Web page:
UN-backed court issues warrant for Central African ex-leader

Former President François Bozizé speaks during a rally in Bangui, Central African Republic, on November 24 2020. [AFP]

A UN-backed court on Tuesday announced it had issued an arrest warrant for the Central African Republic's former president Francois Bozize over possible crimes against humanity committed by the military between 2009 and 2013.

The alleged crimes include murder, enforced disappearance, torture, rape and other inhumane acts, according to the Special Criminal Court (CPS), a hybrid jurisdiction located in the capital Bangui with Central African and foreign magistrates.

Bozize, 77, seized power in Central Africa in 2003 in a coup before being overthrown 10 years later. He now heads the country's main rebellion and has been in exile in Guinea-Bissau since March 2023.

The international warrant was issued on February 27, according to CPS, which was set up in 2015 with UN sponsorship. The CPS is calling for Guinea-Bissau's cooperation to "arrest" and "hand over the suspect".

The court is in charge of investigating war crimes committed since 2003 in the country, which has endured civil wars and authoritarian regimes since independence from France in 1960.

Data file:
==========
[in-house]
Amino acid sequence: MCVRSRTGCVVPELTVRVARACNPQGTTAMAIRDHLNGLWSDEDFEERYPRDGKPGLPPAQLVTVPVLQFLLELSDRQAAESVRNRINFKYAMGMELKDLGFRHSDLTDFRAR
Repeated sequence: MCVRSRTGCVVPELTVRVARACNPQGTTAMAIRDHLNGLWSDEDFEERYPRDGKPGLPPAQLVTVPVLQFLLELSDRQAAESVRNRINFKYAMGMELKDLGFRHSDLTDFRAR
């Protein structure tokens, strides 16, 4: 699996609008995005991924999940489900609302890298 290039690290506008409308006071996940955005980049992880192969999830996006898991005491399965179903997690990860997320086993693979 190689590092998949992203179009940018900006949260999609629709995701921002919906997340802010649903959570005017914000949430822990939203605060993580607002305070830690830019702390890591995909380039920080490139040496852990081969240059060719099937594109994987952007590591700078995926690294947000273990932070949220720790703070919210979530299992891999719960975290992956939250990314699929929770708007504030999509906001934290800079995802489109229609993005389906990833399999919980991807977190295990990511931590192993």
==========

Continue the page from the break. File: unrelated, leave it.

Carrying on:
The court's magistrates are probing possible "crimes against humanity" committed by Bozize's presidential guard between February 2009 and March 2013 at a civilian prison and at a military training facility in the central town of Bossembele.

The judges concluded that there was "serious and consistent evidence against (Bozize), likely to incur his criminal liability, in his capacity as hierarchical superior and military leader".

Amnesty International said in a statement that the warrant "constitutes an encouraging step in the quest for justice for the victims of numerous crimes committed in the central African Republic." It called on Guinea-Bissau to turn Bozize over "without delay" to the Central African authorities.

Civilian massacres

A civil war has plagued the former French colony since a Muslim-dominated armed coalition, Seleka, ousted Bozize in 2013.

Bozize set-up militias dominated by Christians and animists, known as anti-Balakas, to regain power.

Thousands of civilians were killed and both sides have been accused of war crimes and crimes against humanity by the United Nations.

The conflict lost intensity after 2018, but the country still suffers bouts of violence and remains deeply poor.

Bozize leads a new alliance of rebel groups called the Coalition of Patriots for Change (CPC), formed in December 2020 in a bid to overthrow his successor, Faustin Archange Touadera.

But Touadera brought in fighters from Russia's Wagner mercenary group and Russian operatives to push them away from Bangui.

Bozize was sentenced in absentia in September to forced labour for life for conspiracy, rebellion and murder.